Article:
The World Economic Forum states that women are underrepresented in the political sphere globally, with women only making up 23% of national parliamentarians. This severe underrepresentation has an empirical correlation with policy choices and adverse consequences in women’s and children’s welfare. A study by the World Economic Forum addressed this issue by analyzing gender representation in local municipalities and the provision of public childcare in Bavaria.

To assess the effect female councillors would have on public childcare a study was carried out to compare the expansion of public childcare across municipalities that have similar characteristics but differ in their share of female councillors. Results emphasized that one additional woman in the local council accelerates the expansion of public childcare by 0.4 spots per 1,000 inhabitants or by 40%. Moreover, a comparison of over 7,700  minutes of council meetings displayed that one additional woman translates to child care being spoken of more frequently and that it creates the ambience for other female councillors to voice their opinion confidently and to play a more active role in the process of policymaking and implementation. [3]

These findings are relevant to Sri Lanka now more so than ever as Sri Lanka has seen a spike in the number of child abuse and violation of child rights reported in the year, highlighting the lack of female perspective in the policymaking process.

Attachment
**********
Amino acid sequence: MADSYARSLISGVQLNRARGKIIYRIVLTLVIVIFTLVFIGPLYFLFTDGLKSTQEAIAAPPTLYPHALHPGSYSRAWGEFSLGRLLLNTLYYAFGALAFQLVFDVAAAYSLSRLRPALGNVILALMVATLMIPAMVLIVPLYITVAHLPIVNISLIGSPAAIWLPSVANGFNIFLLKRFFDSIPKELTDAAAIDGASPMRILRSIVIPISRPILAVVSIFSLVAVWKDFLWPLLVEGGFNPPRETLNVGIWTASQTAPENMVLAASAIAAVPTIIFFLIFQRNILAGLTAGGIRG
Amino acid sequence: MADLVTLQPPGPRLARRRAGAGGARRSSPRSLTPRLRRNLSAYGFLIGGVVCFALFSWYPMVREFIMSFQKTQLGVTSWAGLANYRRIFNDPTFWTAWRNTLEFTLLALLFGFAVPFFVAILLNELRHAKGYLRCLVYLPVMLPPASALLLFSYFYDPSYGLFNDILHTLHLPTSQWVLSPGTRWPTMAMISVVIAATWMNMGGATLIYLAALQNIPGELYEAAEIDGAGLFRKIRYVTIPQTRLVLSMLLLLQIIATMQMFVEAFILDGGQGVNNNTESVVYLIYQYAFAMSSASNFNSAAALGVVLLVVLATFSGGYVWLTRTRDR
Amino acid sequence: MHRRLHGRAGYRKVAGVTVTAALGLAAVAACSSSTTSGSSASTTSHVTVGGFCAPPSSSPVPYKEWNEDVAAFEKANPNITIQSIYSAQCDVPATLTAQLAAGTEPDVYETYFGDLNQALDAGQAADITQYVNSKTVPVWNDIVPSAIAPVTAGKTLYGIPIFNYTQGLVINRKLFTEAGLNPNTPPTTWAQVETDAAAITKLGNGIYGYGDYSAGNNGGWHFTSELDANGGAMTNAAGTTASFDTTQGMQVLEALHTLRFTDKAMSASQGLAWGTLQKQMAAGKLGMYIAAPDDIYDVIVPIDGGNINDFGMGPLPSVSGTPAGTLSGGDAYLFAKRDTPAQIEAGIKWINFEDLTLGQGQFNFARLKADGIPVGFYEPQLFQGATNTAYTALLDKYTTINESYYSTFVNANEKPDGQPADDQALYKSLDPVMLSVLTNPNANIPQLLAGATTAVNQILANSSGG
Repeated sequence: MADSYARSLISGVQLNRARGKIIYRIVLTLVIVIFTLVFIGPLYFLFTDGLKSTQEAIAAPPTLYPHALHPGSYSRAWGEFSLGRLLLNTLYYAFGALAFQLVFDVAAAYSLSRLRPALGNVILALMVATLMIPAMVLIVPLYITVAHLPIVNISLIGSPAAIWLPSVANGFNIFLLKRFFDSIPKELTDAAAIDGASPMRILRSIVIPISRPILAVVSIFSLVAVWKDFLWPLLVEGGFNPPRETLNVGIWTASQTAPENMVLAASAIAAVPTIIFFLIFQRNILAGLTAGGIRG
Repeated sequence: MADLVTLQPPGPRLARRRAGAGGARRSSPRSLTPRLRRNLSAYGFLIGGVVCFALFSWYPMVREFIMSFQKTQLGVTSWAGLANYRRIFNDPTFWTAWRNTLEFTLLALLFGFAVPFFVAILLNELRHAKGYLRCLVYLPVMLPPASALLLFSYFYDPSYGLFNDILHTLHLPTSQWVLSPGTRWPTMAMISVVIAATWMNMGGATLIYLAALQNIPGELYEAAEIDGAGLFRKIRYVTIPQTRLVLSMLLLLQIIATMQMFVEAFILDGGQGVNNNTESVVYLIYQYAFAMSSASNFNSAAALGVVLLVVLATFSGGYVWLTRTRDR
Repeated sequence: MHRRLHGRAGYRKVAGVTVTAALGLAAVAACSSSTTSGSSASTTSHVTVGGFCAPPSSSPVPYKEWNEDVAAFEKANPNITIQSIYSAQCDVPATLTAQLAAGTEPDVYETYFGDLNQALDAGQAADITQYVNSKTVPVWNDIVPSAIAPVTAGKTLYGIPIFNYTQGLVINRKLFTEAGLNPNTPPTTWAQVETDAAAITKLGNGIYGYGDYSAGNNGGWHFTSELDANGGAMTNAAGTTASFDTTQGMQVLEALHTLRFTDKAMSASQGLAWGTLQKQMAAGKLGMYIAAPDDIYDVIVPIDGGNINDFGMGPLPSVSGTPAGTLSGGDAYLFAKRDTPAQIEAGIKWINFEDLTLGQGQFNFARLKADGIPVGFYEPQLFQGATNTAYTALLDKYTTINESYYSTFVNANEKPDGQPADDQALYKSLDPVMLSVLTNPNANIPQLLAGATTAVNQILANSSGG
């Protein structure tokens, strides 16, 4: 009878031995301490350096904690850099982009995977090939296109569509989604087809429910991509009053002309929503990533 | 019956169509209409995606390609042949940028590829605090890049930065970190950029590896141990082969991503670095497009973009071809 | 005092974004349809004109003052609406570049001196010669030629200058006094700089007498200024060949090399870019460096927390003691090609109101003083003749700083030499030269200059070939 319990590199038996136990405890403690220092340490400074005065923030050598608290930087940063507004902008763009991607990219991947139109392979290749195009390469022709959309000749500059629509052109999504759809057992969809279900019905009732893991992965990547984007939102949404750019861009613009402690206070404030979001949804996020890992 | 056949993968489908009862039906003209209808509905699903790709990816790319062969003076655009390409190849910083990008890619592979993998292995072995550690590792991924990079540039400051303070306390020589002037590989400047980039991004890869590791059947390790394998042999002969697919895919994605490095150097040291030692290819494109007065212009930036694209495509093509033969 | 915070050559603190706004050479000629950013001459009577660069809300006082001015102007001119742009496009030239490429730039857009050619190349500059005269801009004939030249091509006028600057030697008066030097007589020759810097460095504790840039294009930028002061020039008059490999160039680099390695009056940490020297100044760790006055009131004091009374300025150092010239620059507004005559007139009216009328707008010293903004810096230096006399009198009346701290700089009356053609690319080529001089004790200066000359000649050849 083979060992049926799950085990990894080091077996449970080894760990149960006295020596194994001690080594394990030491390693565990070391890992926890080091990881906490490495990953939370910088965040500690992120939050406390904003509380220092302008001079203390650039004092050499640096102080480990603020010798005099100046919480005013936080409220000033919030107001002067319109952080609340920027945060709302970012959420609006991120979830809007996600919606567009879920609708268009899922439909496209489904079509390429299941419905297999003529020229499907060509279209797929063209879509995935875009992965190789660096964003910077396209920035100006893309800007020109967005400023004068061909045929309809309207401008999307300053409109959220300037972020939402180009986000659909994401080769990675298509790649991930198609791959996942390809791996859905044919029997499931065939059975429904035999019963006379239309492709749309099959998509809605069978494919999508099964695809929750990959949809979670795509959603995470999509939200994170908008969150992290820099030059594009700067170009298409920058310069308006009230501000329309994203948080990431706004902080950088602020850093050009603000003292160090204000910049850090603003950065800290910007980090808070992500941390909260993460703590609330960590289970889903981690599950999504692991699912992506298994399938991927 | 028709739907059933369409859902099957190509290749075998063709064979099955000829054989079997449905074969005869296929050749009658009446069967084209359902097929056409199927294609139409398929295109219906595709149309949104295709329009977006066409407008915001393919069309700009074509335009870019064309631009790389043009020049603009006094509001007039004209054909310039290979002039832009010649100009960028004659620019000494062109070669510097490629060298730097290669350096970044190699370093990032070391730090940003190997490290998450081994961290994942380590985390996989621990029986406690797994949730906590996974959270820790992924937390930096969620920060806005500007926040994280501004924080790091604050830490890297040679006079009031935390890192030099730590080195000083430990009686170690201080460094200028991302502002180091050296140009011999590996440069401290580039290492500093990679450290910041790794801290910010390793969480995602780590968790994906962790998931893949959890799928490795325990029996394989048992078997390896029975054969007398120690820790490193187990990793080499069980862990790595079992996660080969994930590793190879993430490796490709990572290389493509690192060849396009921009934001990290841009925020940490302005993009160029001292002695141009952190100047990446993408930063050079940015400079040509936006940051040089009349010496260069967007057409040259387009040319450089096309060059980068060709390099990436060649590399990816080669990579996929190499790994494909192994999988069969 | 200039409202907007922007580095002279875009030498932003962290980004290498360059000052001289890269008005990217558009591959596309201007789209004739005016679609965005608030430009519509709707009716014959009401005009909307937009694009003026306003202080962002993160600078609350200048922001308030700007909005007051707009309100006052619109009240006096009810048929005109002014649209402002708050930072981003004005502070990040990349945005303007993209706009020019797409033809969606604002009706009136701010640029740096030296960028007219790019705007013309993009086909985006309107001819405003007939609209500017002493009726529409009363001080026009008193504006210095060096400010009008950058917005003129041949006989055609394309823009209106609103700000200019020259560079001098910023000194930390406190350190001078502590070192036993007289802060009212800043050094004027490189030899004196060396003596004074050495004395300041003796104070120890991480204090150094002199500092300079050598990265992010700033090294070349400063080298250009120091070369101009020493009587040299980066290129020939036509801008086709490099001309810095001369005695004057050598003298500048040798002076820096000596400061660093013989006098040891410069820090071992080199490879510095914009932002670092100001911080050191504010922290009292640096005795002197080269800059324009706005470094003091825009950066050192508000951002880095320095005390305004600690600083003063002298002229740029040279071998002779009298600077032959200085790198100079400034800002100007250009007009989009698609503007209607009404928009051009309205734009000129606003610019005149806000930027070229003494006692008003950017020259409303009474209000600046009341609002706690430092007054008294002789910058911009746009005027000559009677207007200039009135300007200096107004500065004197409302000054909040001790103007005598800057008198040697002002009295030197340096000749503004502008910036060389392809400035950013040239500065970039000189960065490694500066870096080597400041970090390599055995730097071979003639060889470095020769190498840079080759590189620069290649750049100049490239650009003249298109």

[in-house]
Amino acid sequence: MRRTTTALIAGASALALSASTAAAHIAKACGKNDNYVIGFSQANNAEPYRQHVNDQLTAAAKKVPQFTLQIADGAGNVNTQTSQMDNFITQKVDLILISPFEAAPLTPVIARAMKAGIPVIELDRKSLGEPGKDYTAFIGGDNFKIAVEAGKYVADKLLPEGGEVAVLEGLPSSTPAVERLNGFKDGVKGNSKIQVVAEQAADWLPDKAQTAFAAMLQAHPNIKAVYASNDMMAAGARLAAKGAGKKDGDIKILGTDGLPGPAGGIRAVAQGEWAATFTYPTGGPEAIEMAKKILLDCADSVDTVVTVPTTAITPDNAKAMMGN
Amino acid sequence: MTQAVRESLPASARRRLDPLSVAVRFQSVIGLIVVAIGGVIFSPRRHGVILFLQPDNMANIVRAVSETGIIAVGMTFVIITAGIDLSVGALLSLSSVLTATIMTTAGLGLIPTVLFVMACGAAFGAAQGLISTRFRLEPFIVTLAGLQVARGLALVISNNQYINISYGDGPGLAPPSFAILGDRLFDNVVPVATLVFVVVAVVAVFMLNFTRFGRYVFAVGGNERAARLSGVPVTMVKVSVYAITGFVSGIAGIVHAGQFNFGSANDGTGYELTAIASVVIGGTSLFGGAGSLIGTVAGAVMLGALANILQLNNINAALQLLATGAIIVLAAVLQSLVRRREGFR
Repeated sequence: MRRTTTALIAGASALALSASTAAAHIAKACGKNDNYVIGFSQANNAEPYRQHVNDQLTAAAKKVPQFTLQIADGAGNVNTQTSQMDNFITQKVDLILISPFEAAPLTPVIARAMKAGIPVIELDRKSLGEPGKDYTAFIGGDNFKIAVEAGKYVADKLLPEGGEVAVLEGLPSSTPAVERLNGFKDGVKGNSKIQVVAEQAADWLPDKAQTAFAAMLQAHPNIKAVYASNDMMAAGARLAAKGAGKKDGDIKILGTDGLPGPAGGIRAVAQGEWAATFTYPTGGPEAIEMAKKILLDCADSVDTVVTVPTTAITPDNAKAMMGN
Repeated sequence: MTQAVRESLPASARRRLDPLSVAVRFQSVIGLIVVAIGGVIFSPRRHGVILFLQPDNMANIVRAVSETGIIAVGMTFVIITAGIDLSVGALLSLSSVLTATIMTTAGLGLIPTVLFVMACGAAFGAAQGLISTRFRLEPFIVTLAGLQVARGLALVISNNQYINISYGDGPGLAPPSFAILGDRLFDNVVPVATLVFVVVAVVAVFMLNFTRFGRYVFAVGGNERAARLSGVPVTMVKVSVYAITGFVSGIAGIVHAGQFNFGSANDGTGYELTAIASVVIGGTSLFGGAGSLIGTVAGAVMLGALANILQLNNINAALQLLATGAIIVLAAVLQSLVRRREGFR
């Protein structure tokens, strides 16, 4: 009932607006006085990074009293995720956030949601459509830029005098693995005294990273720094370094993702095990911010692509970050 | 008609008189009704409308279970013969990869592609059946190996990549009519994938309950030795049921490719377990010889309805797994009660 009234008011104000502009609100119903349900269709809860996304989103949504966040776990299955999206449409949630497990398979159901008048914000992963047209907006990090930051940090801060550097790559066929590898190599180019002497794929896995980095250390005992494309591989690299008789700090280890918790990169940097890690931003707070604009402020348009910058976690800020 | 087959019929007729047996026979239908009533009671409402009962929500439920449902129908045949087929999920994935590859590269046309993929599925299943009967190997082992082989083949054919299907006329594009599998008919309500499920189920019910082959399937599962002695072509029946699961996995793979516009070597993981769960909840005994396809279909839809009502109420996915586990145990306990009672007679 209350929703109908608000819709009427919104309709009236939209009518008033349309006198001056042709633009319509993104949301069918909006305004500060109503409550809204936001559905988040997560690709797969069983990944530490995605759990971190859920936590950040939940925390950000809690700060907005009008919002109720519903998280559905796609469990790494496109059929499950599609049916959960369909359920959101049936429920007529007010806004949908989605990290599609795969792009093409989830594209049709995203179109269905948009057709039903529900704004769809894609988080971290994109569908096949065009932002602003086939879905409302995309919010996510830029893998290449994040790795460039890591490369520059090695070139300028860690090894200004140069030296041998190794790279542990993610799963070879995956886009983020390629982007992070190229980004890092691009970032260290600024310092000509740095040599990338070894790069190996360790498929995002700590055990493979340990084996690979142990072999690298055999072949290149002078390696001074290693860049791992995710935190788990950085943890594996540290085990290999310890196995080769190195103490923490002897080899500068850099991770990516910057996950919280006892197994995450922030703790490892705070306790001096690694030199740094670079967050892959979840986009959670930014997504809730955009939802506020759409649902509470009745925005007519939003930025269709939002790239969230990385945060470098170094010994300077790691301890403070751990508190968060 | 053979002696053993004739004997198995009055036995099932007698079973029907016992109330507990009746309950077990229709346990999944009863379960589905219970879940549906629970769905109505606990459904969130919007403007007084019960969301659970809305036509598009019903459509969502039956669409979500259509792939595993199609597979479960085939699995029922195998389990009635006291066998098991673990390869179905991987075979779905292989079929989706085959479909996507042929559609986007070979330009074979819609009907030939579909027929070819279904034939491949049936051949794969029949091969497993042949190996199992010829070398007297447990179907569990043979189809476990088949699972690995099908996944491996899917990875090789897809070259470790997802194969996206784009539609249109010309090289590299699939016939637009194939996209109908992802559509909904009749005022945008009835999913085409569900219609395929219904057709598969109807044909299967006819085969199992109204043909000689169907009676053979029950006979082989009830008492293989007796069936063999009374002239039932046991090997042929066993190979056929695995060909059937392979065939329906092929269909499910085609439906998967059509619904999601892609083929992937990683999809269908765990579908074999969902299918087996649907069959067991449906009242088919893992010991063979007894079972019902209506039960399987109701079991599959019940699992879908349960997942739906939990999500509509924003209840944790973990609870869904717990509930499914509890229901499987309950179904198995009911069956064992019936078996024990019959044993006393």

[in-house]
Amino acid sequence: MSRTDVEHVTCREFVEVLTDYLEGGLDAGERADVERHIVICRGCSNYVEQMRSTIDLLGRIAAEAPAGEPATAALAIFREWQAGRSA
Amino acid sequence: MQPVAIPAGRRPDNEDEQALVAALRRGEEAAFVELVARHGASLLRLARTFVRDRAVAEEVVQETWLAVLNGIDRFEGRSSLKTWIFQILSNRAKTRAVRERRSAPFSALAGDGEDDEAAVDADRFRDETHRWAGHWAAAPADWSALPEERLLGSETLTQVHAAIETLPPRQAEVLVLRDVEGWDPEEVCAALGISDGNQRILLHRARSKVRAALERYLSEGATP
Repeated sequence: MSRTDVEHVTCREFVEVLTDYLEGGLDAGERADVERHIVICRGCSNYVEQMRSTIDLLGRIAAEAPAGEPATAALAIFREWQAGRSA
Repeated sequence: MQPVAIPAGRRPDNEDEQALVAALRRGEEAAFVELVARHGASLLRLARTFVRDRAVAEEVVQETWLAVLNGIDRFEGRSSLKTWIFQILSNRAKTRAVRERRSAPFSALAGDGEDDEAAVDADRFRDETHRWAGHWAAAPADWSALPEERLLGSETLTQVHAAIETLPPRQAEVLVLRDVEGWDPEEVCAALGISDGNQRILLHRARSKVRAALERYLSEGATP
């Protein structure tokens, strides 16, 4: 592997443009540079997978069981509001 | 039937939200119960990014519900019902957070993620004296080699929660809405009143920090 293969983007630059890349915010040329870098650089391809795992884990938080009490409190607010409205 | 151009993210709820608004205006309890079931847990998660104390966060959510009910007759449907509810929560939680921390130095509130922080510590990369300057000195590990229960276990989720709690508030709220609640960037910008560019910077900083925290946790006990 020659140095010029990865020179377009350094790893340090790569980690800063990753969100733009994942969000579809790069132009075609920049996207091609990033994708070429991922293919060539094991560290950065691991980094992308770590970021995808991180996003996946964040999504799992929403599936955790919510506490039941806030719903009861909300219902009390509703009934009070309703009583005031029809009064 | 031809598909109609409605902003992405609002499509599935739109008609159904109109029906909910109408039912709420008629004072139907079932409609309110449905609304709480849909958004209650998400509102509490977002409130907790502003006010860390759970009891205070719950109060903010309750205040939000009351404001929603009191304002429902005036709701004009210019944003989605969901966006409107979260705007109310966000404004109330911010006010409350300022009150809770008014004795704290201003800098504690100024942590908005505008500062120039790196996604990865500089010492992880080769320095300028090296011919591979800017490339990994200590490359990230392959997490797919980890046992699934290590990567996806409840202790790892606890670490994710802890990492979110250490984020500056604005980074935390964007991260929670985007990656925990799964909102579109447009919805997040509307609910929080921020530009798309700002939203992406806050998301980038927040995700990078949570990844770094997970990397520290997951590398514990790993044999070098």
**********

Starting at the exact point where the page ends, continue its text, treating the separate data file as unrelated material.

Furthermore, Sri Lanka is no stranger to policies and laws that are excruciatingly gender discriminatory. Marital rape being legal under the penal code which dehumanizes the “role and duty of a wife”, the Muslim Marriage and Divorce Act (MMDA) of 1951 that has a multitude of discriminatory provisions with regard to marriage, divorce, maintenance, inheritance, property rights and access to justice for Muslim women, discriminatory principles in the Kandyan law on divorce and inheritance, limitations on property rights applicable to women in Jaffna under the Tesawalamai law, mammoth taxes on menstrual hygiene products that are considered a luxury despite 4.2 million menstruating women, 14 year justice struggle for victims of rape, lack of incentive provided for women to enter into the labour force resulting in only 34.3% of females being economically active , failure and delay of the government in midst of the COVID 19 pandemic to repatriate migrant workers that mostly comprise of women who are Sri Lanka’s highest foreign exchange earners, lack of a monitory body/mechanism to assist families and children of migrant workers are just a few amongst a host of gender insensitive and discriminatory laws and policies that haunt the quality of life, day-to-day activities, and even threaten the very lives of women across the island. It takes no expert to identify that much-needed reforms have been conveniently pushed under the rug over the years due to lack of female perspective and representation in positions of power and parliament where laws and policies are debated and solidified.